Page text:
On haggling in Indonesia

As a rather analytical mind I was always a hopeless negotiator in various street situations, either when you want a better price or need to persuade someone to do / don’t do something. No wonder that travelling across Indonesia with my family turned out to be a little challenge. In Indonesia (or at least the places I have been to – Bali, Eastern Java, Sulawesi, Eastern Kalimantan) haggling and negotiating price is a must or you will be ripped off. Always. As a tourist (or a walking ATM in local terms) you will be considered rich and therefore any price is affordable for you. You’ll be gone next day anyway and probably never come back to complain.

Whenever you ask for the price, what you get is 4x-5x what you should pay. So either check with someone trusted upfront and then quote your price or haggle. Or just pay what you find appropriate and then argue the price if the other side does not like it.

The problem with most of these situations is not the price though. It is the lack of respect for another human being. I understand that both sides want the best deal. This is fine. I have an issue with the way they try to reach the agreement. The first quote, without even a blink of an eye, is 400-500% of the real price. When you respond with a more realistic figure, most of them are surprised at first. Then they realise that you know. Then attitude changes and the 2nd quote is significantly lower and then we can have a productive discussion about the price. There are however exceptions. Sometimes they try to continue their play. Usually I hear that something is dangerous or not allowed. For me playing on a basic human need of safety and security is above the limit and my initially positive feelings towards the person immediately disappear. At this point I either reduce my quote even further or just walk away. As a walking ATM I probably can afford paying a bit more with the next seller and they know it. They also know that if they do not sell, someone else does. Given the competition in most places they can make one, two deals a day so each one is precious. Each time I walked away, I was being chased. In most cases they agreed to my quote without any further discussion. This may sound not nice but hey, it is them who wanted to rip me off in the first place. Moreover they wanted to push me to pay more by appealing to my need for security in an unknown environment.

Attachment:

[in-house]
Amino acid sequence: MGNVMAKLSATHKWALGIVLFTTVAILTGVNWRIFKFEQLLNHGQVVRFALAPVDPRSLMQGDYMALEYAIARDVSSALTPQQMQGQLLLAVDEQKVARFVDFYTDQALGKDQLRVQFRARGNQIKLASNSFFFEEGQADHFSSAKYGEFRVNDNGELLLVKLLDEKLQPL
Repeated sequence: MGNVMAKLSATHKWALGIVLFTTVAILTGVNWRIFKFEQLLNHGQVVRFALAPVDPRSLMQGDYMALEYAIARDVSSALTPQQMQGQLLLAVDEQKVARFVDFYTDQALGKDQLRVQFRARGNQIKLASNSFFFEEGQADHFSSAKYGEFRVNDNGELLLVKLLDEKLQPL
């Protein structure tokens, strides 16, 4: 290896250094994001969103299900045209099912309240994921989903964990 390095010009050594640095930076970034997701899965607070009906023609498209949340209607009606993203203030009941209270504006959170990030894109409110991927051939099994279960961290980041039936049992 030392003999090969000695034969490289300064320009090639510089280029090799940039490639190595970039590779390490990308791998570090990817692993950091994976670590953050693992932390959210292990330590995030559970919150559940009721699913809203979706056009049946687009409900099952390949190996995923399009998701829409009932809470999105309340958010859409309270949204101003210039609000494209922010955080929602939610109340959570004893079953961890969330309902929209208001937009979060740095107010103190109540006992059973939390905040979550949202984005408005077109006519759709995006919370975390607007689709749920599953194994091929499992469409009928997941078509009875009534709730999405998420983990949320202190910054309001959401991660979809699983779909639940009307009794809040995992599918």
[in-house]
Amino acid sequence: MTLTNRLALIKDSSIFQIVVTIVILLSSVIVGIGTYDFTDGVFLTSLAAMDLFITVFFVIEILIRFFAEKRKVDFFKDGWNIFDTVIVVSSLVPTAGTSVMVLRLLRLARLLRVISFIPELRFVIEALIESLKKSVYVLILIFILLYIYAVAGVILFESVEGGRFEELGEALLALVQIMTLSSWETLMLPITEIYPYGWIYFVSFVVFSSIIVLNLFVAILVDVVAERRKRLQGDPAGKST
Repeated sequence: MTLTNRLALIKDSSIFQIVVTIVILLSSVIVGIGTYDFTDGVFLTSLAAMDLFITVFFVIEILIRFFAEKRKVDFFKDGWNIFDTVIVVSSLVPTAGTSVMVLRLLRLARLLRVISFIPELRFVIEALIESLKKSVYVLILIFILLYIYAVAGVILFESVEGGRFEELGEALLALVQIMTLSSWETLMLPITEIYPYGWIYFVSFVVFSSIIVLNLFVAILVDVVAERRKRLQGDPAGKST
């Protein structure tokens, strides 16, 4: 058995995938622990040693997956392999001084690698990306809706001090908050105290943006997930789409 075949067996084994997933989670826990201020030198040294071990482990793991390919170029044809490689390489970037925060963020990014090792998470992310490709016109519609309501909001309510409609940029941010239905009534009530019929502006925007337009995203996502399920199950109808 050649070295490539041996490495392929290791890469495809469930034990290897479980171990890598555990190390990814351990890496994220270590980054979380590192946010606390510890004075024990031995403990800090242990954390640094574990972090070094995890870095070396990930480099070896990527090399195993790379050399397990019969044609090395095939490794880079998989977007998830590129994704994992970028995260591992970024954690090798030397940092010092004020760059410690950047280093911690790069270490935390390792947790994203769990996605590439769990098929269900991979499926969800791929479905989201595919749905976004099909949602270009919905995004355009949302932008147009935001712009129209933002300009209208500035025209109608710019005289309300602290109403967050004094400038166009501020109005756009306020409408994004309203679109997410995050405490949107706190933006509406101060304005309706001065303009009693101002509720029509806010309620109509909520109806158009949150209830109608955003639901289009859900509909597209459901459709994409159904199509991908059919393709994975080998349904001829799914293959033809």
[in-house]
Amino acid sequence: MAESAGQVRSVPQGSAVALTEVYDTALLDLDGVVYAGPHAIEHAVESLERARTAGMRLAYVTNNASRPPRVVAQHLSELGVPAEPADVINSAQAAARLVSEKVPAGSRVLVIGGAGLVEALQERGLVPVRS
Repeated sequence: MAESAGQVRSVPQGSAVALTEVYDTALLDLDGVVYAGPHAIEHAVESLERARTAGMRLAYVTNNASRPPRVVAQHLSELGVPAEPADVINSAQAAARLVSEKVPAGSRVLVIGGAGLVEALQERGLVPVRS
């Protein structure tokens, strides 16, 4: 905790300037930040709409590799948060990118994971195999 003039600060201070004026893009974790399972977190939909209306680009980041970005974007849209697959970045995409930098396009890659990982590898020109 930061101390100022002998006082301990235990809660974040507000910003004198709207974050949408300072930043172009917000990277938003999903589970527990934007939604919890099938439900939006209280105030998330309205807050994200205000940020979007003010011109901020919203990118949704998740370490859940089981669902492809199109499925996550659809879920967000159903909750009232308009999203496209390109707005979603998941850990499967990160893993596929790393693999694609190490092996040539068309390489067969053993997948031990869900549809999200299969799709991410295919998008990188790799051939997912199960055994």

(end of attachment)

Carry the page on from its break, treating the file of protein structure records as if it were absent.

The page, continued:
I started to put this all together and here it is:
– Both sides want to make a deal but in most of my cases (family on a road trip) there are far more sellers than buyers. Knowing this gives you an advantage.
– You do not have to accept any proposal, no matter how much time you spent discussing it. Walking away is as viable as any other outcome. Always. If I do not like the deal, I walk away. There is always plan B.
– This is only about the price and conditions of the deal. Nothing more. Not about what they will think about you. This is not a beauty contest and after it is over you do not have to love one another (although if the process does not leave a bad taste in your mouth, it is still better than not).
– This is a game in which there is usually a high degree of information asymmetry and not in your favour. Any attempt to negotiate is likely to give a better outcome than not trying at all. Even if you do not get the “fair” price, it will in most cases be better than the starting one. Even if you end up thinking you looked stupid, at least you tried and scored better than if you had not tried at all.

Bunaken<< >>Sukau, welcome to Borneo

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